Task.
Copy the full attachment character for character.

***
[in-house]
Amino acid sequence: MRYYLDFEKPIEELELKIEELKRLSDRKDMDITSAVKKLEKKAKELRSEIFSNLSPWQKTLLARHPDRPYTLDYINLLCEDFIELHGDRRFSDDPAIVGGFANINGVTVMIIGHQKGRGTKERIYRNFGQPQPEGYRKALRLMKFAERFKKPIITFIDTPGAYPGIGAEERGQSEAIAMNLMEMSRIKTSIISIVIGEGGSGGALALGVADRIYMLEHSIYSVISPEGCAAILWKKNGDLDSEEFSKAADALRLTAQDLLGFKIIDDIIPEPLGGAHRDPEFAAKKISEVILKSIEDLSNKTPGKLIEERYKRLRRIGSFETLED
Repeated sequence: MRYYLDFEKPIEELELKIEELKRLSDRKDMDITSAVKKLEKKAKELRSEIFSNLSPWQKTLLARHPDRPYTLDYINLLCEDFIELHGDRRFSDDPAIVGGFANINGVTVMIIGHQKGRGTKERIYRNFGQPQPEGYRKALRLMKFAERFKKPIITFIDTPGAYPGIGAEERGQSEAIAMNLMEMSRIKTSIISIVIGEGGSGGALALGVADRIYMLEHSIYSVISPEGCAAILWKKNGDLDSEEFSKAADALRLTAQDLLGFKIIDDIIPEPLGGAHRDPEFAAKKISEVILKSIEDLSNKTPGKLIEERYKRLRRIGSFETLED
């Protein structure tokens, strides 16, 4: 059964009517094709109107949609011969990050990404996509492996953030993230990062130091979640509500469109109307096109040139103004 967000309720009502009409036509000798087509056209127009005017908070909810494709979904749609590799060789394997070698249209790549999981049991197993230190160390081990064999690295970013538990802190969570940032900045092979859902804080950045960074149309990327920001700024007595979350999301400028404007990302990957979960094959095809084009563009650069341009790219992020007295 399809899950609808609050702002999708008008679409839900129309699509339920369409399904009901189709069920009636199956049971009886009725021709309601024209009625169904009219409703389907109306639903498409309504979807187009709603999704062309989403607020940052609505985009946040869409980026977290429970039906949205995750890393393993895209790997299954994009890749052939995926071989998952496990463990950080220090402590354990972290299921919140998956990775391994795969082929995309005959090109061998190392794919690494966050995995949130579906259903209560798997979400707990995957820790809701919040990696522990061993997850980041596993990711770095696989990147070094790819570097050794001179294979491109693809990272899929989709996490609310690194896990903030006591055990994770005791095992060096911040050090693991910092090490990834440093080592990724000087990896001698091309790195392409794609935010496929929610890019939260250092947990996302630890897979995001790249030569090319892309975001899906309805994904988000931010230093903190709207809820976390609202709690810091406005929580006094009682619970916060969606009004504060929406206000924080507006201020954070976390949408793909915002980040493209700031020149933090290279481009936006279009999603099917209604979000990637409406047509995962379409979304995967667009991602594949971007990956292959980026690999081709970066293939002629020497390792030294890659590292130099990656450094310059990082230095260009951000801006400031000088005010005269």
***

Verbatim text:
[in-house]
Amino acid sequence: MRYYLDFEKPIEELELKIEELKRLSDRKDMDITSAVKKLEKKAKELRSEIFSNLSPWQKTLLARHPDRPYTLDYINLLCEDFIELHGDRRFSDDPAIVGGFANINGVTVMIIGHQKGRGTKERIYRNFGQPQPEGYRKALRLMKFAERFKKPIITFIDTPGAYPGIGAEERGQSEAIAMNLMEMSRIKTSIISIVIGEGGSGGALALGVADRIYMLEHSIYSVISPEGCAAILWKKNGDLDSEEFSKAADALRLTAQDLLGFKIIDDIIPEPLGGAHRDPEFAAKKISEVILKSIEDLSNKTPGKLIEERYKRLRRIGSFETLED
Repeated sequence: MRYYLDFEKPIEELELKIEELKRLSDRKDMDITSAVKKLEKKAKELRSEIFSNLSPWQKTLLARHPDRPYTLDYINLLCEDFIELHGDRRFSDDPAIVGGFANINGVTVMIIGHQKGRGTKERIYRNFGQPQPEGYRKALRLMKFAERFKKPIITFIDTPGAYPGIGAEERGQSEAIAMNLMEMSRIKTSIISIVIGEGGSGGALALGVADRIYMLEHSIYSVISPEGCAAILWKKNGDLDSEEFSKAADALRLTAQDLLGFKIIDDIIPEPLGGAHRDPEFAAKKISEVILKSIEDLSNKTPGKLIEERYKRLRRIGSFETLED
């Protein structure tokens, strides 16, 4: 059964009517094709109107949609011969990050990404996509492996953030993230990062130091979640509500469109109307096109040139103004 967000309720009502009409036509000798087509056209127009005017908070909810494709979904749609590799060789394997070698249209790549999981049991197993230190160390081990064999690295970013538990802190969570940032900045092979859902804080950045960074149309990327920001700024007595979350999301400028404007990302990957979960094959095809084009563009650069341009790219992020007295 399809899950609808609050702002999708008008679409839900129309699509339920369409399904009901189709069920009636199956049971009886009725021709309601024209009625169904009219409703389907109306639903498409309504979807187009709603999704062309989403607020940052609505985009946040869409980026977290429970039906949205995750890393393993895209790997299954994009890749052939995926071989998952496990463990950080220090402590354990972290299921919140998956990775391994795969082929995309005959090109061998190392794919690494966050995995949130579906259903209560798997979400707990995957820790809701919040990696522990061993997850980041596993990711770095696989990147070094790819570097050794001179294979491109693809990272899929989709996490609310690194896990903030006591055990994770005791095992060096911040050090693991910092090490990834440093080592990724000087990896001698091309790195392409794609935010496929929610890019939260250092947990996302630890897979995001790249030569090319892309975001899906309805994904988000931010230093903190709207809820976390609202709690810091406005929580006094009682619970916060969606009004504060929406206000924080507006201020954070976390949408793909915002980040493209700031020149933090290279481009936006279009999603099917209604979000990637409406047509995962379409979304995967667009991602594949971007990956292959980026690999081709970066293939002629020497390792030294890659590292130099990656450094310059990082230095260009951000801006400031000088005010005269």